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Children Light Up Learning History

 
The Vermilion Elementary School Grade 2 students were full of excitement as they visited the Vermilion Heritage Museum on June 13.
President of the Board of Directors, Jean Murie, welcomed everyone on the tour and mentioned that there were several items at the museum over 100 years old.
Murie noted that although others had tried, Mr. Mills opened our safe after 41 years, and the story has now reached all over the world. Volunteer, Tom Kibblewhite, who was there at the time said, “We were really surprised as it had been locked up for 41 years. With the lock numbered 0 – 60, Mr. Mills thought it was probably something simple, and tried the numbers 20 - 40 - 60 alternating clockwise and counter clockwise turns. It opened perfectly smooth, to reveal a pay slip and a price check list including a mushroom burger for $1.50 and cigarettes for $1.”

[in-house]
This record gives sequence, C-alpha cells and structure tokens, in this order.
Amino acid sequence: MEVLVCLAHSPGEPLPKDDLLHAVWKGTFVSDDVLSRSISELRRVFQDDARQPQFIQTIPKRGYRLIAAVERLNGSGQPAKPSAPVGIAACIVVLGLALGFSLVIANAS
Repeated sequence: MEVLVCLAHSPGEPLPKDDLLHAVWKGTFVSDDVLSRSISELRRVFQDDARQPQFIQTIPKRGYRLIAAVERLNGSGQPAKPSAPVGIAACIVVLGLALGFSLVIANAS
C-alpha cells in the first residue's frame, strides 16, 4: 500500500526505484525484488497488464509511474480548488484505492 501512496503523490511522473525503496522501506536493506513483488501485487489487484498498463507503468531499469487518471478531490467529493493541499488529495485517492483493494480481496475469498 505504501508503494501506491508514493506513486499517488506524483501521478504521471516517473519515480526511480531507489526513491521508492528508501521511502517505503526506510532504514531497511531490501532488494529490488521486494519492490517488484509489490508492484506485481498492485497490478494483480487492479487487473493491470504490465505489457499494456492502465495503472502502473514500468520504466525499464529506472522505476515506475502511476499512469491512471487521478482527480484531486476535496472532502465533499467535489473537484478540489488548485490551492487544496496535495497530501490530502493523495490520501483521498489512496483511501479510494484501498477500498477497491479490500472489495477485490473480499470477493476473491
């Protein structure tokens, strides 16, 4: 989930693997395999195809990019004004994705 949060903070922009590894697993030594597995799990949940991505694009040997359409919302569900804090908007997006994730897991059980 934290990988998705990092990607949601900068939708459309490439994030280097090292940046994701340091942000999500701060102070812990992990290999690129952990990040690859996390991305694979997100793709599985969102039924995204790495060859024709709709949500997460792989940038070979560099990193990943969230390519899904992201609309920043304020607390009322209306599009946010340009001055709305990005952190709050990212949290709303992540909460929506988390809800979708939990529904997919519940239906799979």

According to Kibblewhite, the safe is estimated to weigh 2,000 pounds and was lowered in by crane through a window in the early 1990’s. The children were the first following the viral story to pose for a photo with the safe, and Kibblewhite noted that the company who made the lock, Sergeant and Greenleaf, is still in business today (since 1857). 
With local history as part of their curriculum, they also saw a Stavelock home (that came in pieces on the train and were assembled at homestead locations) decorated with antique furniture, part of the tour. They had oodles of fun searching the museum’s six galleries for different items on a scavenger hunt. Full of pioneer artifacts, they learned that grass and straw were used to make soft beds to lay on, and that chores would have included gathering water and wood. The home would have used no gas or electricity and was equipped with an oil light and lantern. Volunteers also pointed out that people would have made their own music for entertainment. 
The Vermilion Heritage Museum was originally the new Vermilion High School built in 1928, and was the first brick structure of its kind in Alberta. In 1940, a fire struck the inside but left the brick standing. After deciding to rebuild the name changed to S.R.P. Cooper School in 1965 and it remained a school until 1982. People approached the town in 1987 with the idea of making the building a museum, and it officially opened in 1991. 

 

 

 

 

 


 

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